Several theories have been laid in their attempt to analyze human behavior and what makes people commit crimes. The Social Learning Theory, for example, is an attempt to explain the causes of delinquency. This theory became the framework of modern criminology in explaining delinquent behavior in a macro level. The social learning theory has been developed by Ronald Akers and Robert Burgess in 1966 in their paper ‘A Differential Association-Reinforcement Theory of Criminal Behavior’. According to Akers, the commission or non-commission of crime depends on the “reciprocal interaction between cognitive, behavioral and environmental determinants” (Bandura as cited in Akers, R. 2009). Akers as well as his principal influences such as renowned criminologists, Edwin Sutherland and B.F Skinner, believe that criminal behavior is learned through non-social and social interaction . Also, the urge to commit a crime is based on a person’s perception of the reward or punishment of his action. Unfortunately, these conventional methods in determining criminal behavior have little significance to the random and unpredictable nature of most school shooting perpetrators. This paper therefore, suggests a different theoretical framework that explains the tendency of people to kill indiscriminately such as what happens in most school shooting. As observed, most shooters have suicidal tendencies. Behavioral researchers theorize that there is a correlation between suicide and homicide. By analogy, it can be deduced that people who have suicidal tendencies are also capable of killing another. Several studies have been performed to determine the relationship between homicide and suicide. As observed, “the overall correlation between homicide and suicide rates was weak and statistically insignificant”; however, there could be a geographical correlation as European countries were found to be positive on correlation while Asia Pacific and Americas are negatively correlated. Basing on the psychological nature of school shooting incidents, it is likely that there is a strong relationship between suicidal tendencies and the tendency to shoot indiscriminately. As observed, 95% of people who commit suicide have mental disorders, which implies that these people are also at risk of homicidal tendencies. The psychological characteristics of perpetrators are also reflection of people who have suicidal tendencies. For one, people who are capable of committing suicide are most likely to isolate themselves from society. They also exhibit an increased tolerance to pain and a decreased fear of death, which is consistent with the psychopathic and psychotic types of shooters. It should be noted though that suicidal tendencies are triggered by depression, which is also triggered by unfortunate life events that may have shaped the psychological and emotional orientation of a person. Studies have shown that suicidal tendencies have been attributed to depression. On the other hand, depression has been defined as “a mood disturbance which is characterized by feelings of sadness, despair, and discouragement resulting from and normally proportionate to some personal loss or tragedy”. Although not all depressive moods can lead to suicidal tendencies, depression exaggerates negative emotions which may provoke a feeling of hopelessness. It is quite interesting how suicidal behavior is interrelated with depression as well as the risk of homicidal tendencies. This implies that in understanding suicidal behavior, school shooting behavior can also be adequately understood. On how suicidal behavior is closely associated with homicidal tendencies that triggers school shooting is quite obvious on the interpersonal-psychological theory of suicidal behavior wherein people acquire suicidal tendencies because of two distinct perceptions; a) the feeling of being isolated or alienated from society and b) the perception that their life is a burden to others. The isolation of one’s self as well as the negative perception of life imply that people who have suicidal tendencies also exhibit similar behavior that is observed from most school shooters.. Suicide is a mental state where a person is overwhelmed by his perception of alienation or uselessness of his existence. His mind is focused on this perception and sees it as an inescapable problem. Several factors can lead a person to reach this state of perception. Family issues, work-related problems, financial issues and other stressors can lead a person to alienate himself from others. And when he could not think of anything to resolve these issues, suicide would be the last recourse to end all his troubles. Because of this perception, the person who commits suicide sees it as the only solution to his mental state or perceived problems. However, there is a tendency that instead of ending one’s life, the hatred towards life would eventually lead to violent behavior. Such emotions could then trigger revenge, which is consistent with the motivations behind rampage shooting.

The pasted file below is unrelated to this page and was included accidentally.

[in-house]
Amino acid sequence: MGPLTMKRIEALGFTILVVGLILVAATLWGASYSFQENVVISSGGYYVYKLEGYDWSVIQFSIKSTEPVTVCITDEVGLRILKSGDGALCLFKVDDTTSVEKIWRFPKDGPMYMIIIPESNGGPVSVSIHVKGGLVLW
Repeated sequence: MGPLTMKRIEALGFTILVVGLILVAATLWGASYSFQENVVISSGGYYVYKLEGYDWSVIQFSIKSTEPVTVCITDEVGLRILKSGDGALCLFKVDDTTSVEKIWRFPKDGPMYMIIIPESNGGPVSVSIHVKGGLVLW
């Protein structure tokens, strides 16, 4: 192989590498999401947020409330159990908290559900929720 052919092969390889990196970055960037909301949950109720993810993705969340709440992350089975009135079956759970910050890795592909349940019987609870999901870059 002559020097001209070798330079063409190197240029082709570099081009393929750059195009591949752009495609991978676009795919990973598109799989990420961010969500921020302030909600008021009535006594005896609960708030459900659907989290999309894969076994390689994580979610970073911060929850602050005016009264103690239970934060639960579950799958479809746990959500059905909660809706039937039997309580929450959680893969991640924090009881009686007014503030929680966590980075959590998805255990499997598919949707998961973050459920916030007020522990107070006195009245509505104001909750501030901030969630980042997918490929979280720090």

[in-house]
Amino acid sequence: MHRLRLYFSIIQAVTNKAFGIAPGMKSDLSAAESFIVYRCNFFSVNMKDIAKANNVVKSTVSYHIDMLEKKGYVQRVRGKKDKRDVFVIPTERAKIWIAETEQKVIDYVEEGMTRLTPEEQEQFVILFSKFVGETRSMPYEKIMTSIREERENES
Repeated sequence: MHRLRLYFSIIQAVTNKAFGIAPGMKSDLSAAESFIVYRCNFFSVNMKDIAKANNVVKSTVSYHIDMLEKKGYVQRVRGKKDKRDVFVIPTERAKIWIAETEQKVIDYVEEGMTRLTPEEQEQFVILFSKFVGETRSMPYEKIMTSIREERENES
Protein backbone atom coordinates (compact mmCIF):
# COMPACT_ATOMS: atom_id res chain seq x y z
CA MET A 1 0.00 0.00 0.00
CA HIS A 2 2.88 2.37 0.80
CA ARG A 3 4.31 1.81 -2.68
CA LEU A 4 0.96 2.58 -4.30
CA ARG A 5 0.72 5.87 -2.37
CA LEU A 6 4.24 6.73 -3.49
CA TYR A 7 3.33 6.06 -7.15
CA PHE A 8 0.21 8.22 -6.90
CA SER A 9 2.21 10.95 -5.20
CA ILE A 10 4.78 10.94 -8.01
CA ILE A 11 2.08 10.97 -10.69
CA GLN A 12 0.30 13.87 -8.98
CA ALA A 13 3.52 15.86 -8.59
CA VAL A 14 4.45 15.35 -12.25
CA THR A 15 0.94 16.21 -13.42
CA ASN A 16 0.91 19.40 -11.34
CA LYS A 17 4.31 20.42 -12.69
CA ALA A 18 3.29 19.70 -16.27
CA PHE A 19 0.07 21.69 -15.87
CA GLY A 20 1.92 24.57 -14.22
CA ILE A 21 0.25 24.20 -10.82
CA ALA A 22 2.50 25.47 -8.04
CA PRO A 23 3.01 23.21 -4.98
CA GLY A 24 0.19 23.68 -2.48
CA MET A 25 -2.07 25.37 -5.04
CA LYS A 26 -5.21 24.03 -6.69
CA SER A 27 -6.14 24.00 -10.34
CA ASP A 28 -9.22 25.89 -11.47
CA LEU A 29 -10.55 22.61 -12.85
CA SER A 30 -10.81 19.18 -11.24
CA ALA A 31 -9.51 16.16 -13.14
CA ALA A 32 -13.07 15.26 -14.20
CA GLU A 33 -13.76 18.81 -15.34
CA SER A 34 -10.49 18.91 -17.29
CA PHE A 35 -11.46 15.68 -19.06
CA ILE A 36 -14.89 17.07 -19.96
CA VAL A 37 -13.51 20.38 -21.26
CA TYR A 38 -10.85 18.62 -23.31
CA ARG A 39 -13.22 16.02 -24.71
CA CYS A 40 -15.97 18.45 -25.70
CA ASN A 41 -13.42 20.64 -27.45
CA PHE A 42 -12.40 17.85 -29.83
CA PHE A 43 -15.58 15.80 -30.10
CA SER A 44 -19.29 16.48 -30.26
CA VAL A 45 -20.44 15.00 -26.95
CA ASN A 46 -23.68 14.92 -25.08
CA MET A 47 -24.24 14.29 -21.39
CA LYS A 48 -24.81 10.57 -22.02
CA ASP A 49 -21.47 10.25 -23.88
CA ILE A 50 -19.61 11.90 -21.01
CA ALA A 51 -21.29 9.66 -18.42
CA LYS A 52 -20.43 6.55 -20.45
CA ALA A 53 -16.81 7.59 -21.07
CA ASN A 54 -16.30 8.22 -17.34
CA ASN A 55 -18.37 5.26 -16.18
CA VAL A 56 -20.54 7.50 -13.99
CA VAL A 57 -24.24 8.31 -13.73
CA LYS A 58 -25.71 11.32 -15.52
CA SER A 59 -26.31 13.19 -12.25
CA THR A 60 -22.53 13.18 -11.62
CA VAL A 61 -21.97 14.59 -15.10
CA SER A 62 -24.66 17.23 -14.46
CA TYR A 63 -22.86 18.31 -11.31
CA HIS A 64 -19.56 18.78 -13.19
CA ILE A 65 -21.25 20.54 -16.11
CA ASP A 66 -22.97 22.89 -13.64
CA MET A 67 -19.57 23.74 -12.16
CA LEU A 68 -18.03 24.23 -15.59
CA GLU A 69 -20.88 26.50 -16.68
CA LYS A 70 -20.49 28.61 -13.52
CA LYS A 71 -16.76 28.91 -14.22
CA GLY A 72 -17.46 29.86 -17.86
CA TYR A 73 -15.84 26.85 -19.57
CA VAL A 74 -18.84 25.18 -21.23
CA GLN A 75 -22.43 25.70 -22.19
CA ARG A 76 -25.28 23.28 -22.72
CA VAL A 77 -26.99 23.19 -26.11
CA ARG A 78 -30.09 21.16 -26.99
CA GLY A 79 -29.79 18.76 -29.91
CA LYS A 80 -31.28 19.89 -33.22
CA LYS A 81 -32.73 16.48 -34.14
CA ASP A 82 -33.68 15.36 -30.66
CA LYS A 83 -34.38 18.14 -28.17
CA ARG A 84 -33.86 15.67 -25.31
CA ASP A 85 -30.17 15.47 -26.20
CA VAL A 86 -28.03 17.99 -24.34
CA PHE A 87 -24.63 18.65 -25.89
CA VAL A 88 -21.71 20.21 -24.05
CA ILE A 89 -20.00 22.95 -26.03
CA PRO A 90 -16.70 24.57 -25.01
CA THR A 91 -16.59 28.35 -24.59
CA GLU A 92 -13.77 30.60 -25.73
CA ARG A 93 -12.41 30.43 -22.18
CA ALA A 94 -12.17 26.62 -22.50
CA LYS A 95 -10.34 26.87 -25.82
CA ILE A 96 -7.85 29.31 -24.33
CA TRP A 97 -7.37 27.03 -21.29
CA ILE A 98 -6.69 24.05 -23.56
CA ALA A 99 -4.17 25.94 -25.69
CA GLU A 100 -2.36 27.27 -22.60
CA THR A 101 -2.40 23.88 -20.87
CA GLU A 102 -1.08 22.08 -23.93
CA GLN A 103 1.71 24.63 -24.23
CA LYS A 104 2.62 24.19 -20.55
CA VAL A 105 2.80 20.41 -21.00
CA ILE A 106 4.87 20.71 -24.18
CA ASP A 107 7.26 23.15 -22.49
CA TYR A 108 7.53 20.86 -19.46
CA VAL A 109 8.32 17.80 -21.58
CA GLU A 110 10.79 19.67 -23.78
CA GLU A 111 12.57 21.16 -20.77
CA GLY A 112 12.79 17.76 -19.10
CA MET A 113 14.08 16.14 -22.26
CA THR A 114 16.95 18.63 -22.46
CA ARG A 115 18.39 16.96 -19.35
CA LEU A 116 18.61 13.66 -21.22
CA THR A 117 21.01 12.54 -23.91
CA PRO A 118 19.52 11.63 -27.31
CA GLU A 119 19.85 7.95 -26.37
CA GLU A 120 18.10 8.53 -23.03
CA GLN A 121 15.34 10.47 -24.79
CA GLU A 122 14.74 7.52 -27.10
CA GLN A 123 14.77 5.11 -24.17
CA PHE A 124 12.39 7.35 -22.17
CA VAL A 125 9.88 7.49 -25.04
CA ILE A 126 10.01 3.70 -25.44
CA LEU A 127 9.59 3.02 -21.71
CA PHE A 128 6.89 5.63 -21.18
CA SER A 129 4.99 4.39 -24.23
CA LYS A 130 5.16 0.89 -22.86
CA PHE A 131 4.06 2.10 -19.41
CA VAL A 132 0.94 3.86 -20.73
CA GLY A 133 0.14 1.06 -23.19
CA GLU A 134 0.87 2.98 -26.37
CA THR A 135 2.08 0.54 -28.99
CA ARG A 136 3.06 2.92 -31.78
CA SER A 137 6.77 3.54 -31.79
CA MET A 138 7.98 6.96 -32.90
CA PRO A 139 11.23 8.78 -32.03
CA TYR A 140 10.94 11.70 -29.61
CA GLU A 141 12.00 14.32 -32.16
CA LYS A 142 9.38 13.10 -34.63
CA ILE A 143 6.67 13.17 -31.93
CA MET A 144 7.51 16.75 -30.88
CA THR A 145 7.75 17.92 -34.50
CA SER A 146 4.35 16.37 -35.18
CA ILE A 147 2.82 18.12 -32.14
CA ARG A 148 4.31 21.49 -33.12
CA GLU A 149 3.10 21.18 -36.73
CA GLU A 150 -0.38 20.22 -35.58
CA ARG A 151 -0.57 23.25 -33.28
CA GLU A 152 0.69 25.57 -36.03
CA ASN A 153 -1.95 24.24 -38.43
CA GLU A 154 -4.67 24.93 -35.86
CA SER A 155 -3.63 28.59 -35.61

Knowing that people who have perpetrated school shootings have psychological issues, treatment should include intensive psychological interventions. Primarily, people who commit these crimes lack social interaction. For the same reason, psychological intervention programs should incorporate socialization as part of the rehabilitation of offenders. Because of their psychological state, offenders are extremely dangerous to others as well as on themselves because of the high risk in committing suicide. It is therefore recommended that offenders should be incarcerated in highly secured mental facilities until they are psychologically capable of being handled in maximum security prisons. In case they are contained in prison facilities, they must be isolated from other prisoners in consideration of their mental health. Before anything else, the primary focus of rehabilitation would be to address the psychological issues of the offender. On the other hand, juvenile offenders must be separated from adult prison facilities. Juveniles have complex needs and their treatment requires special attention. Because of their status as a minor, juvenile delinquents require more supervision as compared to adults. They also require special care in their mental and physical needs that are more suited for their age. Interventions such as continuing education in juvenile facilities as well as therapy programs that involve families and loved ones may be employed in the rehabilitation process. While modern psychological interventions are helpful in the rehabilitation of offenders, the major question is, should these offenders be allowed for parole and to mingle with society once more after they have served their sentence? Psychologists are divided on this issue. For some, school shooters are comparable to serial killers whose behavior are reminiscent of their troubled childhood, therefore, they suggests that such offenders can be allowed to return to society. Accordingly, such offenders acts like they are in a kindergarten cage; “once you remove the cause for their actions you remove the stress and they begin to behave like secure civilised adults”. Unfortunately, the stigma associated with their offense is too great to be ignored. For the same reason, the chance to mingle with society is seriously hindered. Apparently, these offenders could not shake-off the social stigma associated with their offense that the tendency to relapse is great. Those who opose sending back such type of offenders to society believe that “such psychopaths are extremely good at manipulating prison staff, as well as mental health professionals, and over time they can eventually be perceived as being 'cured' and ready for reintroduction into society”. Considering these factors, it is therefore, safer to keep offenders in a secured facility for the rest of their lives or else the government would have to risk the lives of members of the academic institution again.